If my car is handling poorly, it’s NOT because I forgot to drive overnight. When I went out in the rain on slicks, I knew the track was slippery because it was wet. When the track was slippery when it was dry the next day, I thought it was me. Was I not getting enough heat in my tires? Did I not have enough coffee this morning? Why do I suck so much right now? Then I started thinking my car was broken, which would have to be due to something that I did. What did I do to my car? Since Brad had engine trouble, he was in the paddock on the radio for a couple of us drivers, and I finally called to him, “Something in my car is broken, it’s too loose!” Another driver friend called back, “No Ann, it’s not you; it’s the track. The track is really loose right now.” Right then I considered, despite my abysmal lap times, that I hadn’t been lapped. Maybe it wasn’t just me! When we got back to the paddock, the friend told me, “I was really struggling, too, then I Brad said I was running in 4th. I thought if I’m doing that well, it’s not just me, and I felt better. I didn’t get any faster, but I felt better!”
Lesson learned. If my car isn’t handling right, it’s not because I forgot how to drive. It doesn’t actually matter if it’s my car or the track, I need to accept that the car isn’t doing what I expect. I need to understand and give the car what it needs to go as fast as it can in that moment. I’ll figure out what the handling problem is after I get off the track.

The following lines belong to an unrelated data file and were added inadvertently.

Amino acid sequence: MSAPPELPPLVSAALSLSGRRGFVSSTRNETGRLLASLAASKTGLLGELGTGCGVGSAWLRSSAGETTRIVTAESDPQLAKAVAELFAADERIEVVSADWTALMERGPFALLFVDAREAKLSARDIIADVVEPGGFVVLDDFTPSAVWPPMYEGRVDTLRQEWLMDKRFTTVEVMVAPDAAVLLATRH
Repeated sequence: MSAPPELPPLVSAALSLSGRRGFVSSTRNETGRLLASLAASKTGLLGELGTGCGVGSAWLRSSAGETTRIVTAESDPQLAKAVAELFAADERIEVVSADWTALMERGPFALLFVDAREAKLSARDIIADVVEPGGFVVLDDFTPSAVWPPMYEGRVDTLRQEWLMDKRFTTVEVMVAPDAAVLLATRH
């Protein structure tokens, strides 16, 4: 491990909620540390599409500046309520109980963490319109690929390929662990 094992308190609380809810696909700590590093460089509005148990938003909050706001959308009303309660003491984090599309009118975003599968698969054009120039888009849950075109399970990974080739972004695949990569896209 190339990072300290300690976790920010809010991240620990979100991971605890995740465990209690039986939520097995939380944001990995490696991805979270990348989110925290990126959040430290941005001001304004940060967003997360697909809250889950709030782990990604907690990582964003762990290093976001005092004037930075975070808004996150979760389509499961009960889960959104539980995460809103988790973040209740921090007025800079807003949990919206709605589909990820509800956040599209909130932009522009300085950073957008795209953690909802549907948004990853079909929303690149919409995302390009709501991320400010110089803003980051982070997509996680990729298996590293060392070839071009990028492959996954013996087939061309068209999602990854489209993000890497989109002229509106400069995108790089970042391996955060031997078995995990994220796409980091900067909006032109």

What to work on for next time
Getting more comfortable pushing the car. I was going to write, “speeding up my hands,” for this, but I’ve already put a lot of work into speeding up my hands, and I’m no longer so bad at making corrections and catches. What I really need to do is get more comfortable using those skills that I worked so hard to build. When I watched the video of myself driving in the rain, I knew I could go so much faster because I’m hardly making any corrections at all.
Spending more time at full throttle. In the one session where I had a dry, predictable track, this helped me find so much time. I found this is particularly true on corner exits, and I noticed other cars are driving away from me by getting back to the throttle much sooner than I do. This should also help me push the car and use those correction skills I mentioned above. I think this is something that I need to just keep chipping away at. I need to keep focusing on getting back to the throttle just a split second sooner, each time. I know I can get there!